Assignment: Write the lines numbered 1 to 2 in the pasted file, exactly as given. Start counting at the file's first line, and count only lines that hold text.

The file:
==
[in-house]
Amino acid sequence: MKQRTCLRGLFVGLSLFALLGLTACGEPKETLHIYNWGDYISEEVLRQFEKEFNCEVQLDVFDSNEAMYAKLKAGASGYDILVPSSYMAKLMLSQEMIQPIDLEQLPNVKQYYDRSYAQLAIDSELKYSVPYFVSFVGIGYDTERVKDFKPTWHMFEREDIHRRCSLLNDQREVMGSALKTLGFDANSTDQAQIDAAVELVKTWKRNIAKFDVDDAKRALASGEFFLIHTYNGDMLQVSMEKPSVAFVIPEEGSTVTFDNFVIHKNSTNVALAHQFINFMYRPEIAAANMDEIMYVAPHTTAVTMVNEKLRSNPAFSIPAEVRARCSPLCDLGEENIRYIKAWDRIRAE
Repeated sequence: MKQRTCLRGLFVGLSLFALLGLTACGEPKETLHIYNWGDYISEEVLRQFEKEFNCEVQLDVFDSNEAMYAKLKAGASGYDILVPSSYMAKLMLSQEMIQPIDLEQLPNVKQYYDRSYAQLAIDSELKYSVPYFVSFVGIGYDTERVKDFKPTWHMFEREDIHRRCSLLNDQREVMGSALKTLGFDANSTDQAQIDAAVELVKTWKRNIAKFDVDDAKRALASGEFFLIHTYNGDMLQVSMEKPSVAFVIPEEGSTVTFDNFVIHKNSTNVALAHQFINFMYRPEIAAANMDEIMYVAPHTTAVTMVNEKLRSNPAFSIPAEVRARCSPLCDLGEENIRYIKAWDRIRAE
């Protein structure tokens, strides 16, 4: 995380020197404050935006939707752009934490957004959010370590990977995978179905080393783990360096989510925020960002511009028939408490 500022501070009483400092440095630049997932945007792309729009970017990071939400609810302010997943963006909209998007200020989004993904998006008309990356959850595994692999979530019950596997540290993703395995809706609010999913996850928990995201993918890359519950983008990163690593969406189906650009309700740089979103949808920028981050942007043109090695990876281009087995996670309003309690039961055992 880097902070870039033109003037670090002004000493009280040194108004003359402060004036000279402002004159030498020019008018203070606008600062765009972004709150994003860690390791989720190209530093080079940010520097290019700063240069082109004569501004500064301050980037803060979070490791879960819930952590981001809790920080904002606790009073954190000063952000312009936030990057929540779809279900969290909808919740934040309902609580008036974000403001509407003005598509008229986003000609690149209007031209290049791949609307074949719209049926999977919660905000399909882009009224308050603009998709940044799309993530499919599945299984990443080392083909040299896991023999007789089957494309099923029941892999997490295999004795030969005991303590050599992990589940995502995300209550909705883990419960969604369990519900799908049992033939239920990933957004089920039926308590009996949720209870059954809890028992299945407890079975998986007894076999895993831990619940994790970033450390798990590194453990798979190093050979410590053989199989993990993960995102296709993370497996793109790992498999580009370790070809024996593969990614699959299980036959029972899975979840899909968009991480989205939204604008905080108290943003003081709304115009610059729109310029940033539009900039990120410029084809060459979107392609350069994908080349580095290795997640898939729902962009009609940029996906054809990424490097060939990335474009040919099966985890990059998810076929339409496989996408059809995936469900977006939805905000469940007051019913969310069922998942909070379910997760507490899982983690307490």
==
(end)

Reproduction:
[in-house]
Amino acid sequence: MKQRTCLRGLFVGLSLFALLGLTACGEPKETLHIYNWGDYISEEVLRQFEKEFNCEVQLDVFDSNEAMYAKLKAGASGYDILVPSSYMAKLMLSQEMIQPIDLEQLPNVKQYYDRSYAQLAIDSELKYSVPYFVSFVGIGYDTERVKDFKPTWHMFEREDIHRRCSLLNDQREVMGSALKTLGFDANSTDQAQIDAAVELVKTWKRNIAKFDVDDAKRALASGEFFLIHTYNGDMLQVSMEKPSVAFVIPEEGSTVTFDNFVIHKNSTNVALAHQFINFMYRPEIAAANMDEIMYVAPHTTAVTMVNEKLRSNPAFSIPAEVRARCSPLCDLGEENIRYIKAWDRIRAE